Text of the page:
The manuscripts of Emily Dickinson have long been scattered across multiple archives, meaning scholars had to knock on numerous doors to see all the handwritten drafts of a poet whose work went almost entirely unpublished in her lifetime.
“To have all these manuscripts together on one site and to have it so thoroughly searchable is extraordinary,” said Cristanne Miller, a professor at the State University of New York at Buffalo and a member of the project’s advisory board.
But the project, organized and financed by Harvard, has also generated enough behind-the-scenes intrigue to fill an imaginary Journal of Emily Dickinson Studies Studies, as one board member jokingly put it.
Since planning began two years ago, there has been a revival of decades-old tensions between Harvard and Amherst, which hold the two largest Dickinson collections. And sometimes-bitter debate has flared on the advisory board, with some members saying that Harvard’s choice of which materials to include provides too narrow an answer to a basic question: Just what counts as an Emily Dickinson “poem,” anyway?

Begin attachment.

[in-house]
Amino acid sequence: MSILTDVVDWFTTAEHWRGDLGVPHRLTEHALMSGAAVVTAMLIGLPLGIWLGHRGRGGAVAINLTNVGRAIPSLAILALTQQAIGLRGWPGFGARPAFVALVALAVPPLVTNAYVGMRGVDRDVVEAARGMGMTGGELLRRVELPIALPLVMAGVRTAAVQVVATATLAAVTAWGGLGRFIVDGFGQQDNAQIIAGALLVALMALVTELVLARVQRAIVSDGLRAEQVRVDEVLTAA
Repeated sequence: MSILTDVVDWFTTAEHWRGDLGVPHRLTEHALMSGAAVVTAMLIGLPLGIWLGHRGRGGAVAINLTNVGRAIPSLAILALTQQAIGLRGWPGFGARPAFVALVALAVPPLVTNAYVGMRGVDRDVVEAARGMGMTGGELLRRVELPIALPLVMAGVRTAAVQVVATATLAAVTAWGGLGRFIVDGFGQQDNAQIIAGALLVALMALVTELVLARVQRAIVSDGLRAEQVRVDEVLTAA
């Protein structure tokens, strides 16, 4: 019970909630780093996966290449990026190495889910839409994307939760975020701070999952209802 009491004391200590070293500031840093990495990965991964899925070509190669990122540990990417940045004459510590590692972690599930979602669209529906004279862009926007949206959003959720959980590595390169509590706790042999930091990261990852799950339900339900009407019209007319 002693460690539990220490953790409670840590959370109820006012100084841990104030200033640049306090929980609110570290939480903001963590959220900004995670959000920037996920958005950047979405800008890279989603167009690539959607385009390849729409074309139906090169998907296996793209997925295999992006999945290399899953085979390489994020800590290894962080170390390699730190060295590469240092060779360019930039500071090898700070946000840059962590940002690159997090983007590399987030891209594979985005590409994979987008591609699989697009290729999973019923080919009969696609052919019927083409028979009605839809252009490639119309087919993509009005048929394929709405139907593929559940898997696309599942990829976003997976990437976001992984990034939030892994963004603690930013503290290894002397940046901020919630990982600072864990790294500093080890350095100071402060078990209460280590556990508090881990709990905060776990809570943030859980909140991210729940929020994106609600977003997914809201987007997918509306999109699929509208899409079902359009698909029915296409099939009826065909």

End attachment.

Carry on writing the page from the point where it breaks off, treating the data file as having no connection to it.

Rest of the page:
“The scholarship with any major figure produces factions and divisions,” said Christopher Benfey, a Dickinson scholar at Mount Holyoke College, who is not involved with the project. “But with Dickinson, the truly bizarre thing is the quarrel has been handed to generation after generation after generation.”
The trouble began when Dickinson died, in 1886, leaving behind just 10 published poems and a vast and enigmatic handwritten paper trail, ranging from finished-seeming poems assembled into hand-sewn books to fragments inscribed on advertising fliers, envelope flaps, brown household paper, even a chocolate wrapper……